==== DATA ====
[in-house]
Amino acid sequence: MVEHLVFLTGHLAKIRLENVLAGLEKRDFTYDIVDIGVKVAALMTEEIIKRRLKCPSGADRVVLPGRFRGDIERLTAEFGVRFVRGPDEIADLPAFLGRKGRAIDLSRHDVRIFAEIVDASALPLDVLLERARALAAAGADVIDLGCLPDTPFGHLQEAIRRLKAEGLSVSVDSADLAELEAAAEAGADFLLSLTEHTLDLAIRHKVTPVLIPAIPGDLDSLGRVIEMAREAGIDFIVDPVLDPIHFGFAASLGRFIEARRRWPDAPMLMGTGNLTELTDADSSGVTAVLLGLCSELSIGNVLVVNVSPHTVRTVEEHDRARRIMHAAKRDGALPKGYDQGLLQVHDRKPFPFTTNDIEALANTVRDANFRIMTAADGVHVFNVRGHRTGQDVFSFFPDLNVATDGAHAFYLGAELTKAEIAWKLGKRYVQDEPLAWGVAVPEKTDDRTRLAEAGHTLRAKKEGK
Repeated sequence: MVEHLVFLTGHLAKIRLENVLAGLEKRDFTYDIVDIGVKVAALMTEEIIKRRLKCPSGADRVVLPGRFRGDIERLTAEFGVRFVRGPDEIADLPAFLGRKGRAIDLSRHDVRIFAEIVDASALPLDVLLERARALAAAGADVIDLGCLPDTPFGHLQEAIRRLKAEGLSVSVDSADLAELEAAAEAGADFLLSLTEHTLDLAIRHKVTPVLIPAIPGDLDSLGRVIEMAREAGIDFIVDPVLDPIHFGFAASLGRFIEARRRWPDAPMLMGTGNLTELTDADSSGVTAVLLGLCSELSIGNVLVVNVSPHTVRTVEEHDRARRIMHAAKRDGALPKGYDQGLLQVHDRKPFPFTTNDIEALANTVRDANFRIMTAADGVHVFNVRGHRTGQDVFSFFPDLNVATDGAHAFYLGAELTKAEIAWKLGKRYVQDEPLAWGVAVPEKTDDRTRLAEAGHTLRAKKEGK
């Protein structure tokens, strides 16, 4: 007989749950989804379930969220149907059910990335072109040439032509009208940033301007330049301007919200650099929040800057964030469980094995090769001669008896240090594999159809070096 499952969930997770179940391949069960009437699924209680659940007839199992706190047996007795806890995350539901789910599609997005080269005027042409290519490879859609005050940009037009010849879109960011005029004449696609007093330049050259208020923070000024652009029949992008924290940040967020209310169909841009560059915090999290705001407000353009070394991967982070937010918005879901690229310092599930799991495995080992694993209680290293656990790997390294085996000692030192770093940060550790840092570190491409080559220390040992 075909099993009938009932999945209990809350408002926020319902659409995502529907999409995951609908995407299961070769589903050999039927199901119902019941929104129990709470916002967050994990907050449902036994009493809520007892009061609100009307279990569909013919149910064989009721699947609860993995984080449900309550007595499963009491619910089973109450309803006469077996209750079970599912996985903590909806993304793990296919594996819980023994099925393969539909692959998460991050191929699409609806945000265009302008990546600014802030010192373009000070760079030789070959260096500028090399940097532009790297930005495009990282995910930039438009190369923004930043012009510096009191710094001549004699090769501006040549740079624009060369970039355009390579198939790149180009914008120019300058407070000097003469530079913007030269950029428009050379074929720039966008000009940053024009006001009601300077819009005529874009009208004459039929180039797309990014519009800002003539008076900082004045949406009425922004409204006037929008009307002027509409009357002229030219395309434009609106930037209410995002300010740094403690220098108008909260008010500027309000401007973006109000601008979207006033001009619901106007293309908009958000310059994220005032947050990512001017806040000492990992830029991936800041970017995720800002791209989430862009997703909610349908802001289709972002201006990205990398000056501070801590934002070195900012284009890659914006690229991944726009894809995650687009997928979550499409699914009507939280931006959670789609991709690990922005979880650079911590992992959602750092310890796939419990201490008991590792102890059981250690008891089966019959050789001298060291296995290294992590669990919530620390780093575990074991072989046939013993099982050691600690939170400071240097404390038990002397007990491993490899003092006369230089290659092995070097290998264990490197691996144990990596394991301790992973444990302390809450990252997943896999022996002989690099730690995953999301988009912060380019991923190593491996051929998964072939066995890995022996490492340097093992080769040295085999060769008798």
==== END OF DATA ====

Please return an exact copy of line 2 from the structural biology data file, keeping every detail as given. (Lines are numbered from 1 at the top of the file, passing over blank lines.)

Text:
Amino acid sequence: MVEHLVFLTGHLAKIRLENVLAGLEKRDFTYDIVDIGVKVAALMTEEIIKRRLKCPSGADRVVLPGRFRGDIERLTAEFGVRFVRGPDEIADLPAFLGRKGRAIDLSRHDVRIFAEIVDASALPLDVLLERARALAAAGADVIDLGCLPDTPFGHLQEAIRRLKAEGLSVSVDSADLAELEAAAEAGADFLLSLTEHTLDLAIRHKVTPVLIPAIPGDLDSLGRVIEMAREAGIDFIVDPVLDPIHFGFAASLGRFIEARRRWPDAPMLMGTGNLTELTDADSSGVTAVLLGLCSELSIGNVLVVNVSPHTVRTVEEHDRARRIMHAAKRDGALPKGYDQGLLQVHDRKPFPFTTNDIEALANTVRDANFRIMTAADGVHVFNVRGHRTGQDVFSFFPDLNVATDGAHAFYLGAELTKAEIAWKLGKRYVQDEPLAWGVAVPEKTDDRTRLAEAGHTLRAKKEGK